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by Larry

May, 2012

The Many Mighty Mini-Mites

Closely related to their much larger cousins, ticks, mites, though tiny, play a large role in the natural world. Some of the smallest mites, 0.2 to 1.0 millimeter in length, are those which inhabit topsoil. About 25 of the biggest of them, end-to-end, would fit in an inch. A magnifying glass is quite handy to have when observing such mini-mites. There are vast numbers of them, potentially hundreds of individuals per cubic inch. They have a wide variety of niches within an ecosystem and hence many species: in just the first couple inches of a square foot of healthy forest litter and topsoil, 200 kinds of soil mite may be found.

Mites are part of a massive array of soil fauna. These include huge numbers of dirt bacteria plus multiple arthropods (essentially small, joint-legged invertebrates with exoskeletons): springtails (entognathous hexapods); ants, cockroaches, earwigs, and beetles (insects); sowbugs (crustaceans); spiders, ticks, scorpions, and mites (arachnids); plus centipedes and millipedes (myriapods), the "giants" of this realm, often a few to several centimeters in length.

Unidentified soil mite - order Oribatida (Wikipedia)
Despite their diminutive size, mites, like their much larger and more noticeable relatives, ticks, have eight legs and a central body with head, digestive and reproductive systems, etc.

While I am focusing here on soil mites, mites specialize greatly and participate in many other ways within the natural world: bark mites; dust mites; gall mites; sarcoptic mange (mammal parasitic) mites, and so on. There are hundreds of mites associated with honeybees alone, some parasitic, others symbiotic.

Soil mites may often be predators, shredders, or fungal and algae feeders. This last category includes a quite numerous soil mite, Oribatid turtle-mites, which eat the Euzetes globulus fungi.

The teaming throngs of soil mites along with their other arthropod cousins perform functions essential to the creation of good quality dirt, without which many plants and animals of greater visible interest to us could not exist. For example, they reduce the size of organic matter, such as decaying plant material or rotting wood, making it bite-size for still smaller life forms. They also stir up the food pot, carrying bacteria to new nutrient sources and distributing freshly edible substances to other places. This in turn supports increased rates of decomposition. Their activity can transform the chemistry of the soil, making it easier for plants to obtain the minerals they require. By feeding on soil particles of diminishing size and pooping out progressively even smaller nutrient-rich pellets, soil mites and other soil arthropods mix the top layers of soil into an ever more tantalizing fecal feast for ever tinier denizens of soil-land, ultimately encouraging the health and reproduction of billions of bacterial and fungal forms. Mite feeding behavior stimulates a succession of smaller species to process the organic and inorganic material in soil, breaking it down with an array of enzymes, till the entire potential of the rich mulch can be realized by other forms, some of which thrive as green plants, which again use the soil for growth and photosynthesis, energized by the sun, so that the cycle begins again. Mites help control pests too. The latter, unchecked, could destroy the health of the soil. Ironically, human introduced pesticides can kill off the predator mites and other pest-reducing arthropods, making new pest outbreaks more likely.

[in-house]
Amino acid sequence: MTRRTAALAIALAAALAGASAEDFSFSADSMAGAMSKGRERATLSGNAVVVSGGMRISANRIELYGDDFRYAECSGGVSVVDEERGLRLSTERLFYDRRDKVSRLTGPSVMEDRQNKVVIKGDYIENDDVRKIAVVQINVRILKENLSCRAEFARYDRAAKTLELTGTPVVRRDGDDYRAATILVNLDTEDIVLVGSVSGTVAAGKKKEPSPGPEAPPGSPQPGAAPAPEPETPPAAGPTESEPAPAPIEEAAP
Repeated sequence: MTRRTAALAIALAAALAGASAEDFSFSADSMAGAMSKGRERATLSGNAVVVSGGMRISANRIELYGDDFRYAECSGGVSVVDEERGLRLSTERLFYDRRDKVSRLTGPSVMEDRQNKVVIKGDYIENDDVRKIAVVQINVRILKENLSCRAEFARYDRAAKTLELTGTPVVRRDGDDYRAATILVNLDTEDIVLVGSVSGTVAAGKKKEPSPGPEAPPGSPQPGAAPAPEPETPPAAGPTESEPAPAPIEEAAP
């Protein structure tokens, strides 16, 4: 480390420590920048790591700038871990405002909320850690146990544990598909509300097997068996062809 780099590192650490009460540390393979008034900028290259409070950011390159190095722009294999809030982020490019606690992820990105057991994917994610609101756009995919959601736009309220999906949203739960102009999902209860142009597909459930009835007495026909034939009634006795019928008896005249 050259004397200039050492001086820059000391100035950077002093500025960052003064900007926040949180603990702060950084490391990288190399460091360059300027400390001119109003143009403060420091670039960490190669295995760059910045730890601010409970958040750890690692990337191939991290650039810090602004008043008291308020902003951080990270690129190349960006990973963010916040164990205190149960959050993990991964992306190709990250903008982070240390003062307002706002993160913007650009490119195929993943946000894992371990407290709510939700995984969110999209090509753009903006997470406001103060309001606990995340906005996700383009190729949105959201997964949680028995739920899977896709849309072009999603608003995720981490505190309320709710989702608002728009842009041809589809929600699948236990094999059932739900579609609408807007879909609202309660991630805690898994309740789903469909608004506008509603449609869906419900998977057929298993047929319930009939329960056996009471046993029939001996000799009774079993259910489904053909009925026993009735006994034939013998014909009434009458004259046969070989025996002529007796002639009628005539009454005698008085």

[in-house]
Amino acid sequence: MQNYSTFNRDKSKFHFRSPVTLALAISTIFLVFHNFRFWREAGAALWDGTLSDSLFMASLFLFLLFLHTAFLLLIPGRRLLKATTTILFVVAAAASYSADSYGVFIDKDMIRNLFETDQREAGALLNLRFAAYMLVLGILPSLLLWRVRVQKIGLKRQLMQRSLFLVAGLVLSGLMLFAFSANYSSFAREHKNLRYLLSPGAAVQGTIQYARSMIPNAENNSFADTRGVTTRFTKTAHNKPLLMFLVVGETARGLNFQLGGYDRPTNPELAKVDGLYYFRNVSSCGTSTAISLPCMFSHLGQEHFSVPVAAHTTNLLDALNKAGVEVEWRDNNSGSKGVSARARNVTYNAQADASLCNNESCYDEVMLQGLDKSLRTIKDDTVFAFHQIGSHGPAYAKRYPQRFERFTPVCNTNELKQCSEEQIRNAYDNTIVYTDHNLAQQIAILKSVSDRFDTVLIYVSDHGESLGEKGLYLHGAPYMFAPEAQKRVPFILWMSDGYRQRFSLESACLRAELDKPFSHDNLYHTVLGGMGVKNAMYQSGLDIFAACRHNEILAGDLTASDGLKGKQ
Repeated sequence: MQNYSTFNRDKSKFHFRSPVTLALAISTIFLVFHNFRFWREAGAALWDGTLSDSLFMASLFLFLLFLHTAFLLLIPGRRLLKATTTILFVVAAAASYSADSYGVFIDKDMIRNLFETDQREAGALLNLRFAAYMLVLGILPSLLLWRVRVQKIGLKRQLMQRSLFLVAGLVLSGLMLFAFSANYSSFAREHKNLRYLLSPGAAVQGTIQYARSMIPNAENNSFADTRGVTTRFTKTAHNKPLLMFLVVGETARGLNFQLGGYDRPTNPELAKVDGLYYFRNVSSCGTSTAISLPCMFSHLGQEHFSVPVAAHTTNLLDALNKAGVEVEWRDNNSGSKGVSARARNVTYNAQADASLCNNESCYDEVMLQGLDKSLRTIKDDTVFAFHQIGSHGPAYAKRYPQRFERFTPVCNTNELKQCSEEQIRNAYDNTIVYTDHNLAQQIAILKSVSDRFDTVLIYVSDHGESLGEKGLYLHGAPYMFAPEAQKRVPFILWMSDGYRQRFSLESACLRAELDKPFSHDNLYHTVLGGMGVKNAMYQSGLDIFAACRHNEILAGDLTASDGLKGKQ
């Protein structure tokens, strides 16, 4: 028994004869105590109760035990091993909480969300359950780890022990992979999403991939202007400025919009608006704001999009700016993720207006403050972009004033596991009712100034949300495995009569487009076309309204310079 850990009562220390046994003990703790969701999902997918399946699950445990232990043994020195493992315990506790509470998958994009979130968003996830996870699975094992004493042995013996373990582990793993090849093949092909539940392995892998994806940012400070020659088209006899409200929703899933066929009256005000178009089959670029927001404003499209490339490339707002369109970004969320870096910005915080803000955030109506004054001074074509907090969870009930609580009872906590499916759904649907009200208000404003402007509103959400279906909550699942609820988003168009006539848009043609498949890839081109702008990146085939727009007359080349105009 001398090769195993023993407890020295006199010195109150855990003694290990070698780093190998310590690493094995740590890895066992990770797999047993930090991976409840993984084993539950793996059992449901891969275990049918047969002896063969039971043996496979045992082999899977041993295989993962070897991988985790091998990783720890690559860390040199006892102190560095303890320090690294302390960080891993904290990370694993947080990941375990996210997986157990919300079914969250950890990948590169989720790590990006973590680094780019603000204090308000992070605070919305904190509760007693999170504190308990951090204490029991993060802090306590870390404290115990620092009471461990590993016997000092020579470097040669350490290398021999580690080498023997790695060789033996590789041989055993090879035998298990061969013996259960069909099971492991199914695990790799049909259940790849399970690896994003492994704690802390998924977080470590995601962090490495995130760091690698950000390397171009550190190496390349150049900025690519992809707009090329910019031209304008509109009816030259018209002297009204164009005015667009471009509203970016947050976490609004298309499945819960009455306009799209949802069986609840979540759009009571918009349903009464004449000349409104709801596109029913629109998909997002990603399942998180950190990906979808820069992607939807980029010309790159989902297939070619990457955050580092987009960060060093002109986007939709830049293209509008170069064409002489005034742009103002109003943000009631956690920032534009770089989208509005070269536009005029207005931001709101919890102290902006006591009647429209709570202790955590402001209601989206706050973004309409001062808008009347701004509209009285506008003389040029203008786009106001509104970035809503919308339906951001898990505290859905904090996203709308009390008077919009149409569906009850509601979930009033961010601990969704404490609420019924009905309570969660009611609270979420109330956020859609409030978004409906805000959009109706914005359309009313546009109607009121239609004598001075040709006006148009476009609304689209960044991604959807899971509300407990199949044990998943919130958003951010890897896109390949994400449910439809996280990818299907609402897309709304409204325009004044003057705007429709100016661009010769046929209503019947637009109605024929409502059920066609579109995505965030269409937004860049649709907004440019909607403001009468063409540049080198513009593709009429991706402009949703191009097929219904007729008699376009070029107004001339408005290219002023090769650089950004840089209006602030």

Soil mites and related dirt fauna are typically not found at great depth. The first two to four inches are most nutrient rich and vital. Larger animals' digging or burrowing and a variety of additional natural processes tend to mix the soil layers so that the benefits of healthy soil may reach the deeper roots of bigger plants such as trees.

All things considered, tiny soil mites play mighty big parts in the overall health of an entire biosphere.


The Living Soil: Arthropods. Andrew R. Moldenke in Soil Biology Primer; available as of 5/16/12.

Soil Mites and Other Animals. Maria Minor in The Mite Lab; September 19, 2011.

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